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2 honored for rescuing 4 from flames

A firefighter and a truck driver are given awards for dashing to aid people in a burning car on I-275.

By JOHN BALZ, Times Staff Writer

© St. Petersburg Times, published June 6, 2002


A firefighter and a truck driver are given awards for dashing to aid people in a burning car on I-275.

TAMPA -- The fire chief handed Sean VanAtter a wooden plaque for helping save four lives and called him a hero.

VanAtter, like a husband being offered a second helping of vegetables from his generous mother-in-law, shook the chief's hand and turned to leave. Reporters had to coax him to speak.

"I was just doing my job -- that's it, I was doing what I was paid to do," said the 31-year-old firefighter. "If you want to call me a hero. . . ." He paused, weighing the word "hero."

VanAtter received a Meritorious Service Award Wednesday for helping rescue Jasmine and Richard Lacagnina and two of their children from a burning car last Thursday on Interstate 275. A third child, 4-year-old Jeremia, died in the accident.

VanAtter had just driven an ambulance to a hospital. He was taking a cab back to his fire station when he saw clouds of black smoke near the Busch Boulevard exit of I-275 northbound.

"Whatever you do, don't leave me," he told the cabdriver as he ran toward the crash.

Truck driver Aaron Madir of St. Petersburg kicked in one of the car's windows. Madir pulled the two unconscious parents from the car. VanAtter pulled out the three children.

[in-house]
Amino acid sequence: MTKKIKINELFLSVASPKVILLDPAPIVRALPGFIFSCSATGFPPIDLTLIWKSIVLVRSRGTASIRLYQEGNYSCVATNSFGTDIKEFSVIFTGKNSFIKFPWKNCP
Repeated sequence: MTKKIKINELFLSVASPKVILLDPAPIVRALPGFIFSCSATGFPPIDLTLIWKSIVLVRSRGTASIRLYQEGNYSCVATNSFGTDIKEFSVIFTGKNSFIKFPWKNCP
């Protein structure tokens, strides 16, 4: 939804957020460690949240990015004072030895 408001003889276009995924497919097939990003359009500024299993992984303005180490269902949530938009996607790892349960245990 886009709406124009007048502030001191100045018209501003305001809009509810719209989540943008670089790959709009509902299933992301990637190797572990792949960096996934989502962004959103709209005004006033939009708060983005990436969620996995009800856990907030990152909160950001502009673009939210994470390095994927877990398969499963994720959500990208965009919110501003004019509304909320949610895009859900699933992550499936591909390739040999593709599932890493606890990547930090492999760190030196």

Madir also received a Meritorious Service Award for his heroism, but he did not attend Wednesday's ceremony at Fire Station 14 in north Tampa.

Madir had no idea the county was honoring him, said his fiancee, Pamela Mccrea. "He said he didn't feel like a hero for what he did, but I'm sure he would've been happy to receive it," Mccrea, 29, told a Times reporter who called after the ceremony.

"Had it not been for the lightning quick reaction of these two individuals, the outcome could have been much different," said county fire and rescue Chief William Nesmith.

A third motorist, a nurse, ran up to help the burned children, but law enforcement officials never got her name.

VanAtter, a seven-year veteran of the force who said he dreamed of becoming a firefighter at age 7, also serves as a Coast Guard reservist. After the bombing of the USS Cole in Yemen, VanAtter spent 4-1/2 months protecting ports in Bahrain.

-- John Balz can be reached at (813) 269-5313 or at balz@sptimes.com.

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